Top 5 Video Editing Software for Mac: What Plays Best with Apple?
If the Mac OS was a person, it would be a high performing loner who doesn’t like the crowds or parties. Sounds about right, right? Well, it is because Mac doesn’t play well with most third-party solutions and extensions.
But in the realm of video editing there are a number of software alternatives that do work without glitches, tapping the power of Apple’s operating system. In this compilation, we will go over the top 5 video editing software for Mac and pitch in the pros and cons of the platforms.
Option #1: Movavi Video Editor (Highly Recommended)
Movavi’s biggest strength is its ability to support over 30 common (and elusive) digital data formats. And the fact that it is compatible with both Windows systems and Macs.
When you first fire the software solution, you aren’t distracted by dozens of buttons and cluttered menus. The intuitive navigation and clean interface put you at ease. The fact that the main panel icons are highlighted vividly, in an otherwise stark modal, provides a great starting point.
Other unobtrusive but helpful design cues include a panel of basic editing tools that activates once a video footage is dropped on the editing timeline.
With Movavi you can:
- Cut, trim, crop footage, and change the camera orientation
- Record videos on the go and screencasts and audios on the fly for a complete multi-media content experience
- Drag and drop filters to enhance viewing pleasure and even create composite special effects with multiple overlays or transitions
- Add captions and customizable text
- Export your video to YouTube without losing the file
Option #2: iMovie for Apple
This is Apple’s bundled editor. This means iMovie is built to function with a Mac OS. While the tool has seen many upgrades in the past year or so, including the ability to edit 4K videos, iMovie still crashes.
And this problem occurs frequently!
If your computer hard disk doesn’t have adequate space, it is likely that iMovie will give you a tough time. Also the interface, though clean and minimalistic, is quite different from the prototypical editing software layout, which may take a while to adjust to – especially if you’re changing tools.
With the Apple iMovie you can:
- Trim and crop video snippets
- Play around with video depth, colour saturation, and reel speed
- Apply basic filters and effects
- Export the content in a variety of formats and to a number of social media platforms including Facebook and YouTube.
Option #3: Blender (for 3D)
Blender may not be as popular as some of the free tools that work with Windows, but it deserves mention as one of the only suites allowing 3D editing and compositing.
Blender is constantly evolving since it is an open source tool. The Blender.org community is active and provides user support.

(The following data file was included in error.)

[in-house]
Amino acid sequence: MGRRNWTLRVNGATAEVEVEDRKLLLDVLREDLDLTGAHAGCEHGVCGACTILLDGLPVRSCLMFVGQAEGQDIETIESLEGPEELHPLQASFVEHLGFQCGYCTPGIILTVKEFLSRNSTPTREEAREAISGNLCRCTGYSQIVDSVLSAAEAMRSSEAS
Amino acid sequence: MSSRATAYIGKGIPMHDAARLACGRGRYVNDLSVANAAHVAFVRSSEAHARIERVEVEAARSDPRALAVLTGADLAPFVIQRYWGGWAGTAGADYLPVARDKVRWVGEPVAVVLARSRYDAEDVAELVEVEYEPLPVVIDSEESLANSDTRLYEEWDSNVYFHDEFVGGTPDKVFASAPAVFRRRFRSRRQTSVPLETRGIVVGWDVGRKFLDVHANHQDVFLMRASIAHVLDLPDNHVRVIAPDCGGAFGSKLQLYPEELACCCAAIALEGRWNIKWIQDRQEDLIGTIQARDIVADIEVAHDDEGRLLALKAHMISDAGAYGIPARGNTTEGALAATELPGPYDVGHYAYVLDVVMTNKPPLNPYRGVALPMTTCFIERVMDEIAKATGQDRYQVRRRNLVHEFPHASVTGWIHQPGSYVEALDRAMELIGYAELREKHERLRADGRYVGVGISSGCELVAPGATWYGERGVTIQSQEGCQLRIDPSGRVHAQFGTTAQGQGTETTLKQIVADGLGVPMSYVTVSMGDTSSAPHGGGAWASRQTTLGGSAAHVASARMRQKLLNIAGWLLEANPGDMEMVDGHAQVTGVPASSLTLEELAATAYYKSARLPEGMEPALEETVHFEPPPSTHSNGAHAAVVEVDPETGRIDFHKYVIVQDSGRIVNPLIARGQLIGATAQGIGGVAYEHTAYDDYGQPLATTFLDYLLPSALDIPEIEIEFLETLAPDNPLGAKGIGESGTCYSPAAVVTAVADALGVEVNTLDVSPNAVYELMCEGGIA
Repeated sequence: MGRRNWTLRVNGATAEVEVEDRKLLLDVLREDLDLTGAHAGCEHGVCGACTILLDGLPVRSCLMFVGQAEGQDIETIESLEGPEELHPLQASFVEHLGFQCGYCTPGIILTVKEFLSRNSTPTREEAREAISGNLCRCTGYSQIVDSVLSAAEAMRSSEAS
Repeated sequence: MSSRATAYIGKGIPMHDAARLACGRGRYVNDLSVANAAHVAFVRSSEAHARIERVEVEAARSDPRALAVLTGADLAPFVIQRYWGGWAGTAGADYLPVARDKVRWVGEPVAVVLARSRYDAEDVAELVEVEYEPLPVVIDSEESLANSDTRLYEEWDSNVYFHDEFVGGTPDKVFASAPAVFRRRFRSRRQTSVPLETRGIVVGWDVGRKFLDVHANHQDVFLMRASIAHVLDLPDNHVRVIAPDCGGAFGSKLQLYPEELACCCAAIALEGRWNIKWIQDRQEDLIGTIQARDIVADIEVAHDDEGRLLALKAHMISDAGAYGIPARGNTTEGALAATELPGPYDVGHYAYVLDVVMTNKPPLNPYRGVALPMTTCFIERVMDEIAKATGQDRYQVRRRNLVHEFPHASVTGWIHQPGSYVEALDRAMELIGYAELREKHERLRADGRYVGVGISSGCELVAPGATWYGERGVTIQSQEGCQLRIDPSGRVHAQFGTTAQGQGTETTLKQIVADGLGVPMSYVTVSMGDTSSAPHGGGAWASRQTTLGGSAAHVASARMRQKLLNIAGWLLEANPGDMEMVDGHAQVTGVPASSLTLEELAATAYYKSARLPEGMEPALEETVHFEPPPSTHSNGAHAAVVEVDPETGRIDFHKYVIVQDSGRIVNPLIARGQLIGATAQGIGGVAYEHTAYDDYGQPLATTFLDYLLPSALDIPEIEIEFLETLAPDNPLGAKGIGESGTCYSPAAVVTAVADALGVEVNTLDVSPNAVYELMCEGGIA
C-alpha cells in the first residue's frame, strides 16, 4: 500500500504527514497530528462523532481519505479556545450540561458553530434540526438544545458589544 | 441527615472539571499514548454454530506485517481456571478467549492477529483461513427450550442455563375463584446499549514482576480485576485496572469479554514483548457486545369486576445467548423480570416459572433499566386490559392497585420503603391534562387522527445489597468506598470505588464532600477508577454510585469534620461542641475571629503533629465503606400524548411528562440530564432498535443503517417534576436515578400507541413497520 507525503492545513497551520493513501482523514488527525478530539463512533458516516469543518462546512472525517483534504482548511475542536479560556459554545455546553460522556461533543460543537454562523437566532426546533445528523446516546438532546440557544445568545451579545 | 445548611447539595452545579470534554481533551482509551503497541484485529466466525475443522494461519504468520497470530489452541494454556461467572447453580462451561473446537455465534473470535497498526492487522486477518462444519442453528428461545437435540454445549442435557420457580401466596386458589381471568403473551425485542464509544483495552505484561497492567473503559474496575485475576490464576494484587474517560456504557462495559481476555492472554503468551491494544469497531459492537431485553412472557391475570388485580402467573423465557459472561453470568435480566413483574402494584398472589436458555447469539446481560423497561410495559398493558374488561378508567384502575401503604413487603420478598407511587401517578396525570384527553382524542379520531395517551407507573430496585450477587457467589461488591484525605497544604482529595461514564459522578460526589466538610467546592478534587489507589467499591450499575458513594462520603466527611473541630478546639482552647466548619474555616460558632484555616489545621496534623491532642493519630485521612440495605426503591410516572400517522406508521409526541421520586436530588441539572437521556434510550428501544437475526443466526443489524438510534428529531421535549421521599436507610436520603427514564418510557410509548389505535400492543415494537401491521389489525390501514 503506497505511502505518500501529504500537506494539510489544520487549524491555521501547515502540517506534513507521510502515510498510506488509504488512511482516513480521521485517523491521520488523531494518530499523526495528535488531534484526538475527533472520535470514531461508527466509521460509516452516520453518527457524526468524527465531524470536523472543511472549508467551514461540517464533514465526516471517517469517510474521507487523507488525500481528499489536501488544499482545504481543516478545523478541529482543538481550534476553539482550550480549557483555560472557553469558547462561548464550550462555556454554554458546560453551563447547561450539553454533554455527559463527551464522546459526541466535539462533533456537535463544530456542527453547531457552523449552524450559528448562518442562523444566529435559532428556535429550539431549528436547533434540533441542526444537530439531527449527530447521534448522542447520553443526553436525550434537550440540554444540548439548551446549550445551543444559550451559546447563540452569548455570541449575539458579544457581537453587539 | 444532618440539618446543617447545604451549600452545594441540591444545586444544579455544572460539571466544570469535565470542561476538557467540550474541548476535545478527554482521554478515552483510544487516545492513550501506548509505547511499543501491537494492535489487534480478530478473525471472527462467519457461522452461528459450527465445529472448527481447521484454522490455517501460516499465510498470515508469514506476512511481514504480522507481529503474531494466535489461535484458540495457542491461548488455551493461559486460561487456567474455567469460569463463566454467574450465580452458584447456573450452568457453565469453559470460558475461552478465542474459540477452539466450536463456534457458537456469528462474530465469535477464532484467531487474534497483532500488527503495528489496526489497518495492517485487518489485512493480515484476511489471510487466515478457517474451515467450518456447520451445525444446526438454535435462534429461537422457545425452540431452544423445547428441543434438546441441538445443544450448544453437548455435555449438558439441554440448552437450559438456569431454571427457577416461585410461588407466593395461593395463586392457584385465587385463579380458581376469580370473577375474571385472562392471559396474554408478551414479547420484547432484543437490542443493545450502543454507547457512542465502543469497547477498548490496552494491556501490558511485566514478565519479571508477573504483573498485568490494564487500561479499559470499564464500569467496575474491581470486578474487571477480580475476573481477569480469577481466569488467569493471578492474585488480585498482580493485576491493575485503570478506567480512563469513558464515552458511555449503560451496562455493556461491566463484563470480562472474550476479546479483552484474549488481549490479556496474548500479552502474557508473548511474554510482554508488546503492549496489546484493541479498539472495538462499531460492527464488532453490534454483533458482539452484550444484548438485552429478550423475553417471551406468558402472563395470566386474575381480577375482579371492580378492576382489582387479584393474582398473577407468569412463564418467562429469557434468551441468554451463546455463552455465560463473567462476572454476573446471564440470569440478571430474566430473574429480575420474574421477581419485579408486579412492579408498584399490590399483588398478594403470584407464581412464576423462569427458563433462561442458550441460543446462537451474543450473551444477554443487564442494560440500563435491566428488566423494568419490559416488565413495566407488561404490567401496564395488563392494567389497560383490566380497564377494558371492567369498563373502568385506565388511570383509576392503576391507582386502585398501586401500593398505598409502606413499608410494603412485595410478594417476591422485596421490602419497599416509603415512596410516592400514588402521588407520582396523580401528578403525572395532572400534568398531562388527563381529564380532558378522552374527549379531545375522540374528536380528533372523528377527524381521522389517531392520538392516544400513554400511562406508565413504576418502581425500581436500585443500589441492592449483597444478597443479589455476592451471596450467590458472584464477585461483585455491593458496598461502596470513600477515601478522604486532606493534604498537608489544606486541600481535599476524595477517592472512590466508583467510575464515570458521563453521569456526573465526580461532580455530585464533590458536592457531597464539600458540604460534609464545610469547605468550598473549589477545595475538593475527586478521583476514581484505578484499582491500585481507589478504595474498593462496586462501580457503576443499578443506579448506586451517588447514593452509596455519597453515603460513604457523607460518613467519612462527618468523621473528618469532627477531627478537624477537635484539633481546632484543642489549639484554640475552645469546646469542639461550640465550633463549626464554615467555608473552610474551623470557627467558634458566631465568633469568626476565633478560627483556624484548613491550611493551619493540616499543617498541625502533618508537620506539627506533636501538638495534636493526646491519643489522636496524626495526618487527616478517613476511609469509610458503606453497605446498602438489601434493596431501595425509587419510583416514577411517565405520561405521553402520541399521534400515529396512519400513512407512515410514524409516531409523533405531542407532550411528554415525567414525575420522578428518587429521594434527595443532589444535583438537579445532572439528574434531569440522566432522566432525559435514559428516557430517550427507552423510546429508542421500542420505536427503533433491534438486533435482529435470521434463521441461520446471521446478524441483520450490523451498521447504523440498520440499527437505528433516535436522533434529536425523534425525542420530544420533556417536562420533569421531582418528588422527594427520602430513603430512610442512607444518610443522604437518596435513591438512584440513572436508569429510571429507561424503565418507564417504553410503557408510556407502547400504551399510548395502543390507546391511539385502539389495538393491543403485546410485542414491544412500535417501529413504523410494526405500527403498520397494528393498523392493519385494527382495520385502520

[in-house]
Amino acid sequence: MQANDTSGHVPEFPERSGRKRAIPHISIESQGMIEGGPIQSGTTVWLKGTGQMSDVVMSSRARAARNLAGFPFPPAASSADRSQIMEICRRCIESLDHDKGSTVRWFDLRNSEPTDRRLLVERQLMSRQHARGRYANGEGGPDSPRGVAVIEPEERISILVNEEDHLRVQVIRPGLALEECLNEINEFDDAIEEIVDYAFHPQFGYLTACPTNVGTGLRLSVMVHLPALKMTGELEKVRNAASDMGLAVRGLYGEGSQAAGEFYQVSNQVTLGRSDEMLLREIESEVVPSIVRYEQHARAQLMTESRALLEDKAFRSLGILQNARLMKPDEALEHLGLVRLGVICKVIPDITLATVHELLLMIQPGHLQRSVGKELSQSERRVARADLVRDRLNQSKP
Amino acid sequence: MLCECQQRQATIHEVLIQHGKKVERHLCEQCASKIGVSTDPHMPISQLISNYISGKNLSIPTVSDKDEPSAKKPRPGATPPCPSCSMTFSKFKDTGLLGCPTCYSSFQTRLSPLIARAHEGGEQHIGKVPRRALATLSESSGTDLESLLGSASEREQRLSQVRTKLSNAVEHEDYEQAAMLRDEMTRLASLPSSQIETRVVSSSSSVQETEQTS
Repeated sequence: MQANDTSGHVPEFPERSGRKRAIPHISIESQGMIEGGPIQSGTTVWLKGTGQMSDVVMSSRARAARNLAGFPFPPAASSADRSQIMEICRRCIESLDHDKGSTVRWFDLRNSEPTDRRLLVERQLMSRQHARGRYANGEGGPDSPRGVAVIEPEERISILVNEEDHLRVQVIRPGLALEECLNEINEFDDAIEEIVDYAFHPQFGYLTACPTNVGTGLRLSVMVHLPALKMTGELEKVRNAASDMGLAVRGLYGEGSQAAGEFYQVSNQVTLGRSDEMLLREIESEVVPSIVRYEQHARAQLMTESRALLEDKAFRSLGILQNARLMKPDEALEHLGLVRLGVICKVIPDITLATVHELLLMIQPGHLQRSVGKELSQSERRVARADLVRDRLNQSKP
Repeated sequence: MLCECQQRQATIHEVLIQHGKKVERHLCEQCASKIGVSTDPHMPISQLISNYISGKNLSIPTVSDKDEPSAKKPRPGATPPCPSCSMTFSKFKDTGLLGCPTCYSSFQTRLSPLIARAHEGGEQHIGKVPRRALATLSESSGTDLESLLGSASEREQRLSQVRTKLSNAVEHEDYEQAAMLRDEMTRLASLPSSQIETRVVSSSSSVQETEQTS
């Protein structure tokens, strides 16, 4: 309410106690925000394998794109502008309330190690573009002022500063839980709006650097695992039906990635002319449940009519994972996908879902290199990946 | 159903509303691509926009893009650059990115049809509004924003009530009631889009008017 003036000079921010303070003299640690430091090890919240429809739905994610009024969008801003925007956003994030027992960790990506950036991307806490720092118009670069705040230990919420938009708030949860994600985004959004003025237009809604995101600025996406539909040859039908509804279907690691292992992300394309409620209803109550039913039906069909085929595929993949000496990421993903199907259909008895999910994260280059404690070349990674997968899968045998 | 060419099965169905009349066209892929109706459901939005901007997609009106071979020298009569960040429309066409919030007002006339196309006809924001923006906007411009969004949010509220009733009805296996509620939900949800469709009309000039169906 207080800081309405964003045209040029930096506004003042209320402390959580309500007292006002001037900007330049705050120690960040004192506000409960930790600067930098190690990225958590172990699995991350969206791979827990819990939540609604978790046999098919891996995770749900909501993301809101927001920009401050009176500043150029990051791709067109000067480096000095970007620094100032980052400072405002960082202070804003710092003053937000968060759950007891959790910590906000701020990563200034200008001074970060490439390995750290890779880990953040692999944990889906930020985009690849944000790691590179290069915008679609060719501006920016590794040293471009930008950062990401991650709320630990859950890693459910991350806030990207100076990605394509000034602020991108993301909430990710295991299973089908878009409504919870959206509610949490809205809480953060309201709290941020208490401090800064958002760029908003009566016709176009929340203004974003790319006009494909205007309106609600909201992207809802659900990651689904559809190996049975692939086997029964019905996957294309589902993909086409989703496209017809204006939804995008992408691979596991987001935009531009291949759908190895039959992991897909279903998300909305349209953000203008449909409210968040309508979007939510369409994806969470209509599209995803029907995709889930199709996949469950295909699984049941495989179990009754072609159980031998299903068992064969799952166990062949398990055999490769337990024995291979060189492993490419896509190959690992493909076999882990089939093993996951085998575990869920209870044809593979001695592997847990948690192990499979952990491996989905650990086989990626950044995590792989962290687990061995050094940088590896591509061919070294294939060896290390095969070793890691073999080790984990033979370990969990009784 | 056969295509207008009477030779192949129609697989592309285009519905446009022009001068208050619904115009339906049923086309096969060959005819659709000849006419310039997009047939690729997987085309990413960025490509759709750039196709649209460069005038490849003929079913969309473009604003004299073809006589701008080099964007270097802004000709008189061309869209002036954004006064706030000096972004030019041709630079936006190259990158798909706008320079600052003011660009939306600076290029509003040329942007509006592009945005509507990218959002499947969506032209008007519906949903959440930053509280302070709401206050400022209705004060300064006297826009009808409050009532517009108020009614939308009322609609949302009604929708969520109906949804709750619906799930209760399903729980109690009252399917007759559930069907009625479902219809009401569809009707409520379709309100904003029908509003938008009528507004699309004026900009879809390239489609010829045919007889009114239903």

So what can you do with Blender? Using this tool to trim and crop footage is like using a blender when a spoon would work fine! Pun intended.
Advanced users who find the most value using Blender generally:
- Work with Photoshop like layers and colours for stroke and fill
- Combine 2D footage with 3D constructions
- Synchronize sounds
- Enjoy powerful camera footage reconstruction
- Tap VR rendering
Needless to say, Blender is not for beginners. It is a mature tool and serves experienced editors the best. But its fit with Mac is near faultless.
Option #4: Open Shot Video Editor
Open Shot looks like a 90s video game.
But don’t discount the solution just yet. Behind the almost jejune interface are a number of sophisticated features that most seasoned editors appreciate.
Open Shot is free and it is compatible with the Mac operating systems.
Using Open Shot you can:
- Trim, slice and crop video footage
- Use a versatile animation framework to make elements bounce, fade and slide
- Experiment with powerful video features like removing the background, inverting the colours and adjusting brightness
- Speed up or slow down reels
- Add captions with customizable text boxes
Option #5: Avidemux
Last but not the least, it is time to take a look at Avidemux. The tool has been around for a while and works equally well with Mac and Windows systems. Avidemux is a no-fuss editor that gets the job done.
What it lacks in terms of robustness, it makes up with its underwhelming interface that encourages exploration.
If you have downloaded the free version of Avidemux, you can only access a limited number of features. But the paid version comes with:
- 300 filters and effects
- Audio synchronization
- Rendering to BMP format
- Cutting, trimming and cropping abilities
- Multi-output support
If you have a list of video editing software solutions that play well with Mac, let us know. We’d love to expand our selection!